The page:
If happy, then you will again invoke the “Replace” function, this time changing the “b” in the “Find what” field with a “c”, again run the “Replace All” command.

    So a bit of background about the “regexes”"
    (?-s) prevents the . meaning a newline character, even if it is selected in the replace function. It overrides that selection.
    ^ means start at the first character on a line.
    (\d+)a.\R looks for the number, remembers it as it has () around it, then looks for a and then as many characters as necessary to get to the end of the line, followed by the line feed/character return.
    (\1b.+\R) will look for the same number as the previous line had \1 followed by a b, and again characters to the end of the line followed by the line feed/character return.

    In the “replace with” field the \2 means we replace all we looked at with the contenst of the second set of brackets we used on the “Find with” field, hence the (\1b.+\R), or as in the second regex (\1c.+\R).

    text 1
    04c ping 1.1.1.1 repeat 10 sou GIGABITETHERNET0/0/0.12
    08c ping 2.2.2.2 repeat 10 sou GIGABITETHERNET0/0/0.12
    12c ping 3.3.3.3 repeat 10 sou GIGABITETHERNET0/0/0.12

    text 2
    02b circuit 1 path 1
    06b circuit 2 path 2
    10b circuit 3 path 3

    text 3
    01a #####################{Enter}
    02a aaa ####{Enter}
    03a #####################{Enter}
    04a 111
    05a #####################{Enter}
    06a bbb ####{Enter}
    07a #####################{Enter}
    08a 222
    09a #####################{Enter}
    10a ccc ####{Enter}
    11a #####################{Enter}
    12a 333

    I hope that helps you. Please do come back to us and let us know if it helps, or if it did not work, what actually happened. We can revisit the problem if we get the necessary examples to explain what went wrong.

    Terry



  • @AV-Chan said:

    How can we do this?

    Sorry, I missed 2 crucial steps in my explanation. Before running the “regexes” make sure the very last line of the combined file has a blank line.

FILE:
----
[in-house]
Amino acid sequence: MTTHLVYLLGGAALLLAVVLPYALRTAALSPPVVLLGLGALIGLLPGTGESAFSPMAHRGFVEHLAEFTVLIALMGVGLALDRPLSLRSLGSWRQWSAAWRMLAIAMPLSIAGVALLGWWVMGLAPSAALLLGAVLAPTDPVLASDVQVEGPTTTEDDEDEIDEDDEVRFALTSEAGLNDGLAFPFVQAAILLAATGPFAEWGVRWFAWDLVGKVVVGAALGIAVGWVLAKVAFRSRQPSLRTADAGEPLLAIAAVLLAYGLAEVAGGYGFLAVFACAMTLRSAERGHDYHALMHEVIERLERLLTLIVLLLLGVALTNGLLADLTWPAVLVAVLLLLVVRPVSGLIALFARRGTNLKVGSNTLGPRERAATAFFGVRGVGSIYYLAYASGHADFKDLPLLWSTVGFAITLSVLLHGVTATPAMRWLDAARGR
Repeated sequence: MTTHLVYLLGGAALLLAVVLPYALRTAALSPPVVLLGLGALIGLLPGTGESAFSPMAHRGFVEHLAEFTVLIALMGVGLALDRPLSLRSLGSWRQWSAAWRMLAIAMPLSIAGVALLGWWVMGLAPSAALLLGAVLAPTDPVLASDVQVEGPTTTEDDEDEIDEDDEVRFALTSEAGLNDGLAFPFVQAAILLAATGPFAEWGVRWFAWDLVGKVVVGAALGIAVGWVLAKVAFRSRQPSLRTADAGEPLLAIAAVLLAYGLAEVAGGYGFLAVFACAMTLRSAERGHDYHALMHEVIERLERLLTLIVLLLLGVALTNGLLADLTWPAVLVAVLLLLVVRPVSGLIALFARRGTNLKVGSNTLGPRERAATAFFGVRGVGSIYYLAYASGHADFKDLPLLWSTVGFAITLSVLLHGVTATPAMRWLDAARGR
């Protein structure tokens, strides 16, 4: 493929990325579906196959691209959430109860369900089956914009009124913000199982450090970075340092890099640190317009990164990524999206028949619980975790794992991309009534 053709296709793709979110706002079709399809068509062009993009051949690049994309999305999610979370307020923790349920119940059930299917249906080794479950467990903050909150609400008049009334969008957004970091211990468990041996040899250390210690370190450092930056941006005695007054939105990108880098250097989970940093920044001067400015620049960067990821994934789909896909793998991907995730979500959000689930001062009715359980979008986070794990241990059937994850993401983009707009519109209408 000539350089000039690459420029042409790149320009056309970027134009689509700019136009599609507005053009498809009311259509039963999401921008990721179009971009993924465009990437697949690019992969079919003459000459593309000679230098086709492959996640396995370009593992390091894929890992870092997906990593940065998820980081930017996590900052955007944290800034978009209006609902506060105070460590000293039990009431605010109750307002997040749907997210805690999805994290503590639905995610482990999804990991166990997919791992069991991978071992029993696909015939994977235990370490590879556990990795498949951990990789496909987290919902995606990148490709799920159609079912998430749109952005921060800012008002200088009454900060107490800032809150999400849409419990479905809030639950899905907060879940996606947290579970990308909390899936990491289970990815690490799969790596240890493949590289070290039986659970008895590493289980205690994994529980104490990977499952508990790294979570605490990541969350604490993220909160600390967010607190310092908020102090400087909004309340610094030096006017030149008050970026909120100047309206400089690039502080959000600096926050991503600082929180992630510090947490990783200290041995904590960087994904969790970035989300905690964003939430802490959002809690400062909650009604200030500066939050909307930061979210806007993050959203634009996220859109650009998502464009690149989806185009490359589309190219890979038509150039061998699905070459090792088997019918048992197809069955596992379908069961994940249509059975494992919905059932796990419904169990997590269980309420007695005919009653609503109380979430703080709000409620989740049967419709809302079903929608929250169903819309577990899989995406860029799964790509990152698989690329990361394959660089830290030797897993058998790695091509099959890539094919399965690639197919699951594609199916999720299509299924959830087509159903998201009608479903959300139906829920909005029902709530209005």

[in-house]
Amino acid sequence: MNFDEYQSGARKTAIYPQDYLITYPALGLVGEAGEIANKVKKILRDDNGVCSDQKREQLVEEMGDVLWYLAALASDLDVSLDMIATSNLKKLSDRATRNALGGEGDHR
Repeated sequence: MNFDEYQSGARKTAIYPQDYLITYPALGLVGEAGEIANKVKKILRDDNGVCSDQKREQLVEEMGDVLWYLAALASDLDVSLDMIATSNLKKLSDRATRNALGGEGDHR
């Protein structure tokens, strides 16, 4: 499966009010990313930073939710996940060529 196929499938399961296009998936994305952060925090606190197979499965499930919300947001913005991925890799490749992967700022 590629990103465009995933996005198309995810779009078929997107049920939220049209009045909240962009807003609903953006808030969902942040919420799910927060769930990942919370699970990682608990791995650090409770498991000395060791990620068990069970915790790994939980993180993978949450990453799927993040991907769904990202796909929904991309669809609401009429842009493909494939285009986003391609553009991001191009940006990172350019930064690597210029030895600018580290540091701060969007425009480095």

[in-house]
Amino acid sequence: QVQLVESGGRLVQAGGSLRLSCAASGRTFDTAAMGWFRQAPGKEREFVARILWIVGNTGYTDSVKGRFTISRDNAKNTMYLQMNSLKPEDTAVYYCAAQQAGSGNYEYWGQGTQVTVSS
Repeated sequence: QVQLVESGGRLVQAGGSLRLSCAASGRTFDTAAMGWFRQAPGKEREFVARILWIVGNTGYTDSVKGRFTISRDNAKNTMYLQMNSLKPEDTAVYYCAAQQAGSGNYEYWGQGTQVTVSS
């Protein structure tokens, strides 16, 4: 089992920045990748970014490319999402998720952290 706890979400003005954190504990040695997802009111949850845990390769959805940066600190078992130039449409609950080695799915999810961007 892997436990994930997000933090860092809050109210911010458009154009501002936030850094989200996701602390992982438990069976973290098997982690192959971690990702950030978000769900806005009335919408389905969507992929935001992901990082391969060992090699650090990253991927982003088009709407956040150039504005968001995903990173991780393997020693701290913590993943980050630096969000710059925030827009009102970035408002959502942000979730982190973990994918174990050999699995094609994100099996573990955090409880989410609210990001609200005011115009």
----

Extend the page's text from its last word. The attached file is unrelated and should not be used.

Then once you have completed the work with the “regexes” you need to remove the number/character combo at the start of each line. This is achieved by again using the Replace with function. Into the “find what” field type:
    ^\d+.\s
    and make sure the “replace with” field is empty. Run it (replace all button) and you should remove all line prepended characters.

    I typed up offline, only to have missed two vital steps, sorry about that.

    Terry



  • @AV-Chan said:

    How can we do this?

    Version 2 of the solution.
    For the files containing text 1 and 2, use the step (i mentioned in first post) to prepended characters for file 2. So both these files will have a number (with leading zeros), both followed by a b character and a space.

    For the regex to apply (after making sure last line is a blank line).
    Find What:(?-s)^(\d+)a.+\R(\1b.+\R)
    Replace With:\2

    We can do this as the 2 lines we are ‘inserting’ will never be in the same location, thus designating differently as ‘b’ and ‘c’ is not required.

    And lastly I’ve also managed to combine to removal of the prepended characters and removing the last line as 1 regex.
    Find what:^\d+[ab]\s|\R\z
    Replace With: <— nothing in this field

    If any issues/queries please do post back. Actually, post back if it all works as planned. We ALL like the warm fuzzy feeling's we get from a good result.

    Terry